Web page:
La Biarderie

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Historic Jersey buildings

La Biarderie, Trinity


A drawing from Old Jersey Houses showing the unusual sundial on the east chimney of the house, and the dripstones indicating that the roof was originally thatch

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Property name

La Biarderie


Rue de la Monnaie, Trinity

Type of property

17th century cottage. Features of the property include an enclosed courtyard, tourelle staircase and sundial on the chimney, which is of 1682 vintage but may have been erected on the house a little later. The chimney still has dripstones for thatch.

Families associated with the property

  • Biard: The family after which the property was named. There is no direct evidence on which to date La Biarderie, but its similarity to other properties of the late 17th century suggests a date between 1680 and 1700.

The house would have been named after the Biard family. It seems highly likely that it was built by the only family of this name in Trinity at this period. They were Isaac Biard, who married Susanne Le Touzey. They had four children, Isaac (1692- ), Anne (1694- ), Susanne (1695- ) and Jean (1700- ).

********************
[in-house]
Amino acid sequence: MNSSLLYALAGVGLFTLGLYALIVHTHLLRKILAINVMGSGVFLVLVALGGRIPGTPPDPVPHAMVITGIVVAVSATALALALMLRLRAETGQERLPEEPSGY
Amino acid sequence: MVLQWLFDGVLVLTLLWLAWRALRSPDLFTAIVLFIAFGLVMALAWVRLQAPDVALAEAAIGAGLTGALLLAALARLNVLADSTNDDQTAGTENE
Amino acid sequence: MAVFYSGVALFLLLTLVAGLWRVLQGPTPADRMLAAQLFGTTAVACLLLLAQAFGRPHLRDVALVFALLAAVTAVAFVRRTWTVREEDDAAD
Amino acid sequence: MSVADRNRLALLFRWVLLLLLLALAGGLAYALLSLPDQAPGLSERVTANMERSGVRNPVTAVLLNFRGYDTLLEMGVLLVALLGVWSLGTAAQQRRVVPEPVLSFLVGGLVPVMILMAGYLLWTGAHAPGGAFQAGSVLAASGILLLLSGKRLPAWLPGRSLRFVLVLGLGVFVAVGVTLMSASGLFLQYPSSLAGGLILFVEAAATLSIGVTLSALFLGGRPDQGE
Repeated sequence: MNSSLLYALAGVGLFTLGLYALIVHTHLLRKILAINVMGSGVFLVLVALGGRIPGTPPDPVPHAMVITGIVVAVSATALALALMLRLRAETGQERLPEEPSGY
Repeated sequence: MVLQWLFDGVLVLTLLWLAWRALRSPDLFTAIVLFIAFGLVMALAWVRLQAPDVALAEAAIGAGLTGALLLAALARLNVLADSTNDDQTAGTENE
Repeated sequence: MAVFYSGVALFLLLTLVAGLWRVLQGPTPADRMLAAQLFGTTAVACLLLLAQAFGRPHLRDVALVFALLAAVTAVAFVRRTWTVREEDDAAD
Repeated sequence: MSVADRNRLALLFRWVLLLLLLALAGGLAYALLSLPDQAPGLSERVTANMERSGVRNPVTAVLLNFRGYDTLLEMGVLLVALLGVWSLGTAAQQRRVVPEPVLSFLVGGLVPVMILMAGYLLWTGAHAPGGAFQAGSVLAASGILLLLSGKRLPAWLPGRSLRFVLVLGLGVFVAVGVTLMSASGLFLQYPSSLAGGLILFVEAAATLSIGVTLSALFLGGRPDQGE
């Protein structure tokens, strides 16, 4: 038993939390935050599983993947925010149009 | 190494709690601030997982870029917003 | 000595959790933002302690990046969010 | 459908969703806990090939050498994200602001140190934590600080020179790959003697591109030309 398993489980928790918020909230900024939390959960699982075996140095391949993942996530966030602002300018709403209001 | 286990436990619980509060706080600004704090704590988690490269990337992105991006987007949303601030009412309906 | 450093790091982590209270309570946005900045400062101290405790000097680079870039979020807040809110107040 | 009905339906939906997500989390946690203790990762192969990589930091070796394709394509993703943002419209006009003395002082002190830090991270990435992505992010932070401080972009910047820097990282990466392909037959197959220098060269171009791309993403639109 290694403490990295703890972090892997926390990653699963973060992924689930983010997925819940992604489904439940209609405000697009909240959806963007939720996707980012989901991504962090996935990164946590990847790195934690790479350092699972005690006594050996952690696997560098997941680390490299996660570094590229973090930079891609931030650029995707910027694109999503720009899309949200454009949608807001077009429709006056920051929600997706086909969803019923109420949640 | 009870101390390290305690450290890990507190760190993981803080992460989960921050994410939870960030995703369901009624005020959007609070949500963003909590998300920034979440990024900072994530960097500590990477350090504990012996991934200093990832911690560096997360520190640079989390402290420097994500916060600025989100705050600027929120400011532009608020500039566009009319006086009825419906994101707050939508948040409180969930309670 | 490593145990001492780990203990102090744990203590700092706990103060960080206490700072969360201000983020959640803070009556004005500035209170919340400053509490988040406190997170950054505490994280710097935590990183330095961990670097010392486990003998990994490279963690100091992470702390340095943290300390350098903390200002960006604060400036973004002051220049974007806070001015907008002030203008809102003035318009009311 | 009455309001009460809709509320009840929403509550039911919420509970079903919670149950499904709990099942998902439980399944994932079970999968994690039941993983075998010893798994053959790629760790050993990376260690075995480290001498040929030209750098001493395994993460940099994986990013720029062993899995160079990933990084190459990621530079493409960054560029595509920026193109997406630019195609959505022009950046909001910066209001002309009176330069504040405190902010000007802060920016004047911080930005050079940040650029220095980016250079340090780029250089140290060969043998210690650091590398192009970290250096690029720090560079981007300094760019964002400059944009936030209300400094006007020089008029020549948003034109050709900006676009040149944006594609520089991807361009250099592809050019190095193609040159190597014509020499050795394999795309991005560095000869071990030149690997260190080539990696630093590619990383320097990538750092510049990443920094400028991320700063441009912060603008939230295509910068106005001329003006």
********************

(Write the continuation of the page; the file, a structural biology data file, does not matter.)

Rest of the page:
Isaac jnr married Susanne Amy and set up home with her in St Helier. They had 13 children, including two sets of twins.


  • 16 PN 82 - For Philippe Nicolle. This stone contradicts the belief that the property was built for the Biard family around this time
  • PNC♥♥LPT1873 - For Philippe Nicolle and Louisa Mary Porter. There were too many Philippe Nicolles in Trinity in the 17th to 19th century to enable any link to be made between the two on the datestones at this property

Historic Environment Record entry

Listed building

A Jersey cottage dating back to the 17th century, retaining original features and character including an early and rare surviving example of a sundial.

Shown on the Richmond Map of 1795.

Three-bay, two-storey cottage with lean-to extension to rear. Pantile roof. Dressed granite chimneys with substantial double-rimmed stacks and thatch dripstones.

First floor windows are lowered early six-stone pattern with large base stones.

Enclosed courtyard to front, with much altered wings. The ground floor interior retains a single 17th century convex-pattern fireplace corbel on the west gable, and a later adjusted stone fireplace on the east gable.

Old Jersey Houses

Here is an example of a neat enclosed courtyard, but without the spectacular arched entrance which graces so many of them. It is very similar to La Chasse (St J) which has a date of 1699. There is a tourelle staircase, and a sundial on the chimney.

Notes and references

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